I have never been more proud of being from Houston than I am right now. The city is always ranked as one of the friendliest. The city has a fierce pride and can-do spirit. The fourth largest city in America, Houston is one of only four cities in the country with permanent companies in all four performing arts: opera, theater, symphony and dance. It's been through boom and bust yet inexplicably lives in the shadow of their fellow Texans in Dallas.
But one thing Louisianians are about to find out, how good it feels when Houston says "We got your back."
To my mates in Tempe that's what a skyline looks like.
Salon writes this about my hometown:
In the unincorporated areas and the city proper that together make up the sprawling greater Houston area, population 4.5 million, lies a case study in what is wrought by living according to the commandment "There shall be no zoning." Sublime, helter-skelter juxtapositions are everywhere. Right next to an eight-lane freeway, a Discount tire store huddles near a traveling carnival; children spin themselves silly on blinking rides that rival NASA's anti-gravity chambers, under the vacant gaze of an overly made-up model looming down from a billboard advertising an all-night porn store. And don't miss the 20-story office building right across the street from a neighborhood of brand-new monster houses, with no niceties like landscaping buffering the commercial district from the residential one. Neighborhood deed restrictions impose some conformity, but those rules end at the property lines -- then, hallelujah! Anything goes!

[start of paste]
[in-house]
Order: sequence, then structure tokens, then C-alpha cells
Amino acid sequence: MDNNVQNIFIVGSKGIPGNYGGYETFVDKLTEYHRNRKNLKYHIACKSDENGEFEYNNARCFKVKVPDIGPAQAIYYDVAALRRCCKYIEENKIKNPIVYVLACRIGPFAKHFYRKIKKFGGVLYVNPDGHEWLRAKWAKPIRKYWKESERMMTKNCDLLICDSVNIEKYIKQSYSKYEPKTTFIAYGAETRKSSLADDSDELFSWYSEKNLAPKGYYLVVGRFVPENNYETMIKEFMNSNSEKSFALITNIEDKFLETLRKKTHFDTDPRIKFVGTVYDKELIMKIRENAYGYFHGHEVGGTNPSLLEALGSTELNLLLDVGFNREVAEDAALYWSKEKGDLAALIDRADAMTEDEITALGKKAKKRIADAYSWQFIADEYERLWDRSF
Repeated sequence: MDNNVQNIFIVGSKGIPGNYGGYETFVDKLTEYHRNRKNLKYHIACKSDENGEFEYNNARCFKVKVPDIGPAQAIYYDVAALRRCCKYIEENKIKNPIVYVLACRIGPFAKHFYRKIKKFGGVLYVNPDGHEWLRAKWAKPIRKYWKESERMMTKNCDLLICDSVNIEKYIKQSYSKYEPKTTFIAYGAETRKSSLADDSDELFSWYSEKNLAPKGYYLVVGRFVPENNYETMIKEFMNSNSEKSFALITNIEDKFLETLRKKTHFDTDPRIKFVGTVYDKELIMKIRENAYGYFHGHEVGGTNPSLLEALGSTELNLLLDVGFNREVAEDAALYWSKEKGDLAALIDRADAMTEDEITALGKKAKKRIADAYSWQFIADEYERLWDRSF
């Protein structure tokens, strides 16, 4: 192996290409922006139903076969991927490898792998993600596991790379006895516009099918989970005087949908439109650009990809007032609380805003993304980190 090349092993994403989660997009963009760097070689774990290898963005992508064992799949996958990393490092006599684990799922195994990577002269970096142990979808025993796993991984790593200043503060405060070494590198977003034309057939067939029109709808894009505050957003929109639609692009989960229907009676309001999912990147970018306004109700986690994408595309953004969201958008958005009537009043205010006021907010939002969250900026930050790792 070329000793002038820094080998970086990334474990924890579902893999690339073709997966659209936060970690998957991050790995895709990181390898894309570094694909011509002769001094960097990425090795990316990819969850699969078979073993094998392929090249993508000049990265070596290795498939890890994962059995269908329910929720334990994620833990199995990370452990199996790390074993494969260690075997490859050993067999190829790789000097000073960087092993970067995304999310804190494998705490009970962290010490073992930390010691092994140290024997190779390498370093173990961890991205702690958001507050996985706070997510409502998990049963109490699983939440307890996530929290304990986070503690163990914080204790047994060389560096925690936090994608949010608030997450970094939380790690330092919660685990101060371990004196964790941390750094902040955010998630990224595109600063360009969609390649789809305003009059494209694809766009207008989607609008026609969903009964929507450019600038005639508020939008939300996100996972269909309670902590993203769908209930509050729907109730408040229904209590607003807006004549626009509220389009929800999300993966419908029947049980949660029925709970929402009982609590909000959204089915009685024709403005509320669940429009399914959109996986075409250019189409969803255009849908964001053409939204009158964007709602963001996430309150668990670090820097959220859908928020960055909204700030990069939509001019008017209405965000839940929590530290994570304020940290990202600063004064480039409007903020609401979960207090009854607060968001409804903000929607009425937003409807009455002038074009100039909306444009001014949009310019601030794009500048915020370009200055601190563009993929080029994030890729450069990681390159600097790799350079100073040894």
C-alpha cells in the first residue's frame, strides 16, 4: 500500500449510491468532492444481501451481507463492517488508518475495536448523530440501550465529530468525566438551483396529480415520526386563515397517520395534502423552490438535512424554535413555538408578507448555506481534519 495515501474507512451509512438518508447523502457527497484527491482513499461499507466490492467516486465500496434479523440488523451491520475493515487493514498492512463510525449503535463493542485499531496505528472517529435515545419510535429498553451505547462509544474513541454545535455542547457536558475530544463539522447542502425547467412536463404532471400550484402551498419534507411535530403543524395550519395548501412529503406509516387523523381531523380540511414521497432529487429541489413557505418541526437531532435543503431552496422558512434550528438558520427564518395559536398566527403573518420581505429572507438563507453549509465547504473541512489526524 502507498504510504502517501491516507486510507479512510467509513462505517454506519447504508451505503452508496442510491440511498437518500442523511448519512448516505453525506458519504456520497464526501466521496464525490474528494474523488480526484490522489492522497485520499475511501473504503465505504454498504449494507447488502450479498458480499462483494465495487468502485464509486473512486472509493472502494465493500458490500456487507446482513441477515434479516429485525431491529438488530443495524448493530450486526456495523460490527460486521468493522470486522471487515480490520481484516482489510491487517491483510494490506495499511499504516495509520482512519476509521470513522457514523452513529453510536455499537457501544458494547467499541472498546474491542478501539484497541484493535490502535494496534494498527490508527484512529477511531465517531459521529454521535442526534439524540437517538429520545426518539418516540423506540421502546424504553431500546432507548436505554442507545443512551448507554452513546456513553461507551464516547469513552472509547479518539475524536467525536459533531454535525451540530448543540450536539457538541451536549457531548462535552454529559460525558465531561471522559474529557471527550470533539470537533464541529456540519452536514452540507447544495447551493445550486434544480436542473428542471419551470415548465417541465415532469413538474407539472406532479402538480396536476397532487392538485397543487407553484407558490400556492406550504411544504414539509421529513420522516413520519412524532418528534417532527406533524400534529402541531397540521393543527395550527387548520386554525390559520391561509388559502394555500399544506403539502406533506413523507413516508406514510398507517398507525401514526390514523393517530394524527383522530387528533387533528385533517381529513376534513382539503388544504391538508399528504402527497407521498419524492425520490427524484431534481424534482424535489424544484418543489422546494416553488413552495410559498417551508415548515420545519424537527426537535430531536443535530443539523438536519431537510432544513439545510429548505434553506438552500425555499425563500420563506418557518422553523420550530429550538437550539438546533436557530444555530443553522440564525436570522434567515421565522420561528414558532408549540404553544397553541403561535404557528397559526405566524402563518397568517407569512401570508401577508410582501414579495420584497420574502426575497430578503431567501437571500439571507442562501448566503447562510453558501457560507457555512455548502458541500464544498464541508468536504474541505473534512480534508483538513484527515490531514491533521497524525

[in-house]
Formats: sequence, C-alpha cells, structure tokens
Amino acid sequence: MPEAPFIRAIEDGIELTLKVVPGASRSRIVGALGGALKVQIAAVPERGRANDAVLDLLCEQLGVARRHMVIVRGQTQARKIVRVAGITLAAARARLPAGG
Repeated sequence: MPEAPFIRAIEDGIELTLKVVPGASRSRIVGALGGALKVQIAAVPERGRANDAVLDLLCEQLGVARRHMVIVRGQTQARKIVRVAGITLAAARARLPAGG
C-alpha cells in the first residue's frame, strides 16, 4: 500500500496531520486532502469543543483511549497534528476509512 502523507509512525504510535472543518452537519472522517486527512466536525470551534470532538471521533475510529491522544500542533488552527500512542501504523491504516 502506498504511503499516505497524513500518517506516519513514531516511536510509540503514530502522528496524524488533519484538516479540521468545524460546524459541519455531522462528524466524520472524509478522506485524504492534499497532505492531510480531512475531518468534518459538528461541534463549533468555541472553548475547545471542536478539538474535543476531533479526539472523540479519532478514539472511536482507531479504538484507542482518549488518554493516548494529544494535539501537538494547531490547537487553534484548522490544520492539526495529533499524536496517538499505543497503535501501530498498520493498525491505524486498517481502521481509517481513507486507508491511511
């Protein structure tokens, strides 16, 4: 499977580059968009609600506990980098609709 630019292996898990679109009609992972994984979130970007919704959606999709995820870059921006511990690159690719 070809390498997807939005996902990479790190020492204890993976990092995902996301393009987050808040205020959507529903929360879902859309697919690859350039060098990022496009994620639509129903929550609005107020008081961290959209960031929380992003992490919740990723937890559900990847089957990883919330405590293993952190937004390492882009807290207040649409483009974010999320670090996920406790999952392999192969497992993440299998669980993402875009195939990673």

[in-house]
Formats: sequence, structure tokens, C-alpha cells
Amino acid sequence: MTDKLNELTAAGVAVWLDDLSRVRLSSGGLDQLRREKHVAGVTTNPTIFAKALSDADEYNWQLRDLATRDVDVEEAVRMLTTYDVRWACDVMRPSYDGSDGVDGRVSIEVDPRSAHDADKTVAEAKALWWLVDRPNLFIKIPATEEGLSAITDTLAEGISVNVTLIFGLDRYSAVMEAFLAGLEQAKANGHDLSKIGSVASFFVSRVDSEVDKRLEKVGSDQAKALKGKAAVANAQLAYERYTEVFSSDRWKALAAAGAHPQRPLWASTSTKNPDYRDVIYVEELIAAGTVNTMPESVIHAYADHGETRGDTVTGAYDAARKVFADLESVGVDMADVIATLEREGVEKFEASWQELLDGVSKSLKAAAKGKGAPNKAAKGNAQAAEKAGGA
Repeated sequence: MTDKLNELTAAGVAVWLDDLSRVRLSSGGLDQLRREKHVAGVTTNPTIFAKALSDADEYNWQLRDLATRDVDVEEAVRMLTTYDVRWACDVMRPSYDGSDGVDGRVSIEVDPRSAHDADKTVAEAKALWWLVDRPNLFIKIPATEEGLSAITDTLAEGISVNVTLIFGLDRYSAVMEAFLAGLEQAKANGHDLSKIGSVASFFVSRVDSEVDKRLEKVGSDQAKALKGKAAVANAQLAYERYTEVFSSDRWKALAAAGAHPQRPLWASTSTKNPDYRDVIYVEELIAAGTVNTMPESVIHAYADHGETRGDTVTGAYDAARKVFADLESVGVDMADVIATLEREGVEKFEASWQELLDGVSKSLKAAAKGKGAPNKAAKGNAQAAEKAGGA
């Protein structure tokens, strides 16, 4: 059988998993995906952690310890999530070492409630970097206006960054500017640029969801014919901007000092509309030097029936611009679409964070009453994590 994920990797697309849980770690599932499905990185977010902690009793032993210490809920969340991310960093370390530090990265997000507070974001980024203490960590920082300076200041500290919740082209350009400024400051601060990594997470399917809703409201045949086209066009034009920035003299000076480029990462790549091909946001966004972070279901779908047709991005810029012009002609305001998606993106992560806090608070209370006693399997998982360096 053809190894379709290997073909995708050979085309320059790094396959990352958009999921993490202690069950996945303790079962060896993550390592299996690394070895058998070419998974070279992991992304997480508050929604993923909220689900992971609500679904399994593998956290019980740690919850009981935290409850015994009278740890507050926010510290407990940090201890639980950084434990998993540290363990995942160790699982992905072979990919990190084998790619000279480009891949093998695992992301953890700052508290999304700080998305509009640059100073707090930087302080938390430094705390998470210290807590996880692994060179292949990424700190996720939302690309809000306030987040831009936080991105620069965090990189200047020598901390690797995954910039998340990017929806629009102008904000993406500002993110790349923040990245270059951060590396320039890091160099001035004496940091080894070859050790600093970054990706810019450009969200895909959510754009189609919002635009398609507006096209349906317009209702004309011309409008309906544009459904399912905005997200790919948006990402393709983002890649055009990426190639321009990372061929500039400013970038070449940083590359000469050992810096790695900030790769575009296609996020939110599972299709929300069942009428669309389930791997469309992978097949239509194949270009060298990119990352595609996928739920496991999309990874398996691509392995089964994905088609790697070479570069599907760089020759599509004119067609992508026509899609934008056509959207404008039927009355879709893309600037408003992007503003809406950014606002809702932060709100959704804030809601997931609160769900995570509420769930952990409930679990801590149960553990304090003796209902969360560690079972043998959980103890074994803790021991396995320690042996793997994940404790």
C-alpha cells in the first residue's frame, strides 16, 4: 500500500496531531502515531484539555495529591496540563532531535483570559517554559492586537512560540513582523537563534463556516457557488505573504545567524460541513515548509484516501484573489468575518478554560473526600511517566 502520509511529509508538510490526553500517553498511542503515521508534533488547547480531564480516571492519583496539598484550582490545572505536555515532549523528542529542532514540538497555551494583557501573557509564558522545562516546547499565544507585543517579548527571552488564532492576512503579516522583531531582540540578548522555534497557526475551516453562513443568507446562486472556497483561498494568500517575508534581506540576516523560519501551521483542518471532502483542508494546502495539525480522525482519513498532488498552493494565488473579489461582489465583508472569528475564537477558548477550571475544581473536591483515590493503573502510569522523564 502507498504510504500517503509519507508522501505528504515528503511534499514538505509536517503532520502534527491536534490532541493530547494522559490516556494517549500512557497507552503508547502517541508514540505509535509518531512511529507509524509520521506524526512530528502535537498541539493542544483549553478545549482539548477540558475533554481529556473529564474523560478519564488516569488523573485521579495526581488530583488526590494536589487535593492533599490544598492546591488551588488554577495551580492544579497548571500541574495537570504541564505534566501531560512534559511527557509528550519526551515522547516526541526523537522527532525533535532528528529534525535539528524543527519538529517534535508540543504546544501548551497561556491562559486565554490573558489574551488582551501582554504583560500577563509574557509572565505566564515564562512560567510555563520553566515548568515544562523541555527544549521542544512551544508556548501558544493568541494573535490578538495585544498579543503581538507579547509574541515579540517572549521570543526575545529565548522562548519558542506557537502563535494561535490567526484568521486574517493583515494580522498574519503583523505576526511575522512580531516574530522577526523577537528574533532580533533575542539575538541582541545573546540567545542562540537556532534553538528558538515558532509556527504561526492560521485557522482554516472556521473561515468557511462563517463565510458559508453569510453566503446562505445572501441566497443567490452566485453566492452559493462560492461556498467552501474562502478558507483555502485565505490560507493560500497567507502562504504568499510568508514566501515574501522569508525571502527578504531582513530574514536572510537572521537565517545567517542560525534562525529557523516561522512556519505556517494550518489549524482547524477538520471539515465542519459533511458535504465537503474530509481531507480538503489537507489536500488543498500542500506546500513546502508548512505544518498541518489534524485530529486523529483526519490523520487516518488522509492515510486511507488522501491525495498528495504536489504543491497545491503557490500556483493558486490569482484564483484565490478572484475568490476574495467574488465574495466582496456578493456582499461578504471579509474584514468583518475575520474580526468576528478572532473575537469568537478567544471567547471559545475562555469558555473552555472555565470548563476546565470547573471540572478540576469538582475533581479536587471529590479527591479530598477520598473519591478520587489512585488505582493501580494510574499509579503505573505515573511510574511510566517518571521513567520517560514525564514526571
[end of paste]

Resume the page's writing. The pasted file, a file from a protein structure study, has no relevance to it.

Hey I used to live next to one of those 20 story buildings. I thought it was cool. Salon goes on to mention the "goofy" theme song that "Houston Proud" ran during the years of the 80's oil bust. I remember that song , and I was a kid, and dammit I loved that song! I miss my home!
I can't find the lyrics or a MP3 for the song but it goes like this if I remember:
Houston Proud. Proud of the things we are together. Proud enought to stand and sing it loud. We believe there is no place better, that's why we call it home. And we're all Houston Proud!
You can go Enron on us, you can talk about the 90 degrees and humidity. But if you knew the people like I did, you wouldn't be surprised at all that they opened the Dome. You wouldn't be surprised at all they were the first city to step up.
"Houston is kind of an odd city. We have the sprawl of Los Angeles without the old-world charm," says Mickey Herskowitz, a Houston Chronicle sports columnist. "It's really a city still groping for an image." He remembers a contest to come up with a slogan to describe Houston in the 1990s. No one could figure out what made Houston special, so they settled on "Houston Proud."
"Yeah, we're proud," Mr. Herskowitz says now. "We just don't know why."
I think I know why. Thank-you Houston.